The Duke Global Health Institute is pleased to fund two projects that will test a novel screening technology among malnourished children and conduct a national survey on the prevalence of surgically treatable conditions. The DGHI pilot grants have been awarded to Duke faculty Michael Freemark and Michael Haglund.
A growing number of faculty members, from within Duke and around the world, have joined the Duke Global Health Institute this fall. They bring to DGHI expertise across a variety of disciplines and specialties, including women’s health, engineering, psychiatry and One Health. These faculty members further fuel the Institute’s priorities of training the next generation of leaders and making important research discoveries in global health. New faculty include: Joy Baumgartner, Subhashini Chandrasekharan, Janet Prvu Bettger, Marc Deshusses, Lauren Franz, Greg Gray, Michel Landry, Neil Prose, David Toole, David Walmer, and Lijing Yan.
On the night of October 22 at the Great Hall, Trent Semans Center for Health Education, dozens of Duke students will share their fieldwork and research experiences at the Global Health Showcase. Please join our Duke trainees, faculty, staff and friends for an evening of presentation, discussion and reflection.
Each summer, dozens of Duke students embark on fieldwork projects in places like Africa, South America and Southeast Asia through the DGHI Student Research Training (SRT) Program. It’s an experiential learning program for sophomores and juniors that distinguishes itself by its yearlong commitment to global health research. Students returning from the field say the SRT program is an invaluable experience that is broadening their perspectives and preparing them for their careers.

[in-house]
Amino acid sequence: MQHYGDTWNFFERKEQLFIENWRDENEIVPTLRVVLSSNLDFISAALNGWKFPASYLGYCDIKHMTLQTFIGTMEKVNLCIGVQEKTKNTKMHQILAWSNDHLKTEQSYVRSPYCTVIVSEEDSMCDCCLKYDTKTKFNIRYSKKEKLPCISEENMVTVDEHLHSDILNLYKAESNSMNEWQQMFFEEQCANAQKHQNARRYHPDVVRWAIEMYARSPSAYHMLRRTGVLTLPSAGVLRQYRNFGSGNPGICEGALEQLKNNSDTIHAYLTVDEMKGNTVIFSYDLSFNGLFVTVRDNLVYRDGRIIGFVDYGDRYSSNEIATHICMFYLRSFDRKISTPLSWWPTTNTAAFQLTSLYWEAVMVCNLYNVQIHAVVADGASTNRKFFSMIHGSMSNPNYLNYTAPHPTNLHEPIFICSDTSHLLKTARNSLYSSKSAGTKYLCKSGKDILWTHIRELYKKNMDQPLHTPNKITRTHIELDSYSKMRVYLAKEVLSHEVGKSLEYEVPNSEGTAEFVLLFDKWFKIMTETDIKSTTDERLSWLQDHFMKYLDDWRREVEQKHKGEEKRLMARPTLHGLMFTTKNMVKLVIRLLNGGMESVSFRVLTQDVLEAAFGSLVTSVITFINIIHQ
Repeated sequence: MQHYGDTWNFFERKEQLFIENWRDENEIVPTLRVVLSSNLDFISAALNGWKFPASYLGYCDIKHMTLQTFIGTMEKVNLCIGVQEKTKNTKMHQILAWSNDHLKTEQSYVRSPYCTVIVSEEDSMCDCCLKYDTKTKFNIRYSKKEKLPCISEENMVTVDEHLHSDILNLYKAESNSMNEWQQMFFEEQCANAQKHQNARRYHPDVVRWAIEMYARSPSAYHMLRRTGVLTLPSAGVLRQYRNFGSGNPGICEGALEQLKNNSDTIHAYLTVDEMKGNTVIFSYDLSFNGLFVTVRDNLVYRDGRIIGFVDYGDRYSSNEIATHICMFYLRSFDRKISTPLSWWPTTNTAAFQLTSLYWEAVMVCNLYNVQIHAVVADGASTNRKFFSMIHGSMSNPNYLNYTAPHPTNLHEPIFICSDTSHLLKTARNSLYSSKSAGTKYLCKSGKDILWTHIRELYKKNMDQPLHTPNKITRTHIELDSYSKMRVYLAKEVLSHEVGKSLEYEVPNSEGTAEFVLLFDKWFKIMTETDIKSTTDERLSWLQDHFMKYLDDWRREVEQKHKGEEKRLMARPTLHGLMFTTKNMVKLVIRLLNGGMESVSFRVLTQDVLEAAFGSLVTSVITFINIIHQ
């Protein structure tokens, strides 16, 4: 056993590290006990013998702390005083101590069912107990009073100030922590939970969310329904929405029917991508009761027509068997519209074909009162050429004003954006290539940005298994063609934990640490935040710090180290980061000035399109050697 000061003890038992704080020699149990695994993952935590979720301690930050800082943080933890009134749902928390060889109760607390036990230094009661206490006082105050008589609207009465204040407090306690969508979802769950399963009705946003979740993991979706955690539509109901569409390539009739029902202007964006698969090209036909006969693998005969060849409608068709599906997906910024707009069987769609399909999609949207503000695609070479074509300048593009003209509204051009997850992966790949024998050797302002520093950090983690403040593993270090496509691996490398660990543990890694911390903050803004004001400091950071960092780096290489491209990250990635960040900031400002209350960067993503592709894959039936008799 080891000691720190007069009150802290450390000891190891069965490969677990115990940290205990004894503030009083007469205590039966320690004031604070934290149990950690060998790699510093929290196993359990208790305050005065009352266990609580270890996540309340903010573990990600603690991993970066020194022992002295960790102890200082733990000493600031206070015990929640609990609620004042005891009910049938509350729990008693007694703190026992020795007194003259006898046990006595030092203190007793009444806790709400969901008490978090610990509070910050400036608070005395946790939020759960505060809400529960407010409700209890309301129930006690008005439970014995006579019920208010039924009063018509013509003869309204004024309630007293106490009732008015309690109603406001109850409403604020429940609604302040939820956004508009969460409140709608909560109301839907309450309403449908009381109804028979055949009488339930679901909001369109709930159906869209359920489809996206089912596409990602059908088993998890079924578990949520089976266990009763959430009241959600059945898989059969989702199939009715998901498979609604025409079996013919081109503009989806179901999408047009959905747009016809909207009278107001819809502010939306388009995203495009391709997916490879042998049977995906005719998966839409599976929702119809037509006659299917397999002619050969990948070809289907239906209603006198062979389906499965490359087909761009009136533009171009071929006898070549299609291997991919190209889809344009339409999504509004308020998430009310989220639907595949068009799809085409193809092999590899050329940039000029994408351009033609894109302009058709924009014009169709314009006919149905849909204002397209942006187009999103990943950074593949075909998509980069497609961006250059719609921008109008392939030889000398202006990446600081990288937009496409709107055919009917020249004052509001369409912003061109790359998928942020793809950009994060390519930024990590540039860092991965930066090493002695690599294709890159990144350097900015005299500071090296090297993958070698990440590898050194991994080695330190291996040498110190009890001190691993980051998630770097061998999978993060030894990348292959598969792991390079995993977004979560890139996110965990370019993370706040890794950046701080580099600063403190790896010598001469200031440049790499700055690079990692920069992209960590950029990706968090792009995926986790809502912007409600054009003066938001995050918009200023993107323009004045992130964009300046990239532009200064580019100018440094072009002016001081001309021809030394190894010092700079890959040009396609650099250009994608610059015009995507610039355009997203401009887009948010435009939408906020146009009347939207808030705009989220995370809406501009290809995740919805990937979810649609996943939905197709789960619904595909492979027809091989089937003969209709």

The Universities Allied for Essential Medicines (UAEM) organized a panel at the World Trade Organization Public Forum last week on new approaches in university management of intellectual property. The panel gathered a diverse panel of experts, including DGHI faculty member Anthony So, who gave their take on possible solutions to less innovation and higher prices of drugs, and the role of publicly-funded research.
Global health and infectious disease experts Michael Merson and Chris Woods briefed staff from the United States Congress via conference call Thursday on the state of Ebola in the US following the nation’s first confirmed case. Nearly two dozen congressional staff participated in the conference call briefing, which was facilitated by the Duke Office of Federal Relations from their office based in Washington DC.
Capacity Plus features their work related to a joint project of the Kilimanjaro Christian Medical University College and the Duke Global Health Institute. KCMC and DGHI are working to strengthen medical education for Tanzanian students through a $10 million US-funded grant as part of the Medical Education Partnership Initiative (MEPI).
DGHI faculty member Shenglan Tang surveys China’s health insurance schemes and proposes an array of reforms in a new policy memorandum by The Paulson Institute.
A couple months ago, people may not have heard of Ebola. But today, news of the largest Ebola outbreak in history is leading newscasts, flooding social media and becoming a popular topic of discussion and analysis on college campuses. Last week, Duke sponsored a highly-attended lecture series on various aspects of the outbreak, including the global community’s response and ethical implications of untested vaccine use. Throughout the rest of this semester, a handful of DGHI professors are integrating the evolving Ebola crisis into their global health classes.
DGHI faculty member Anthony So is a contributor of a new report by the Obama Administration that calls for a coordinated, innovative approach to combating antibiotic resistance. So provided advisory input in the drafting of the report as a working group member of the President’s Council of Advisors on Science and Technology (PCAST).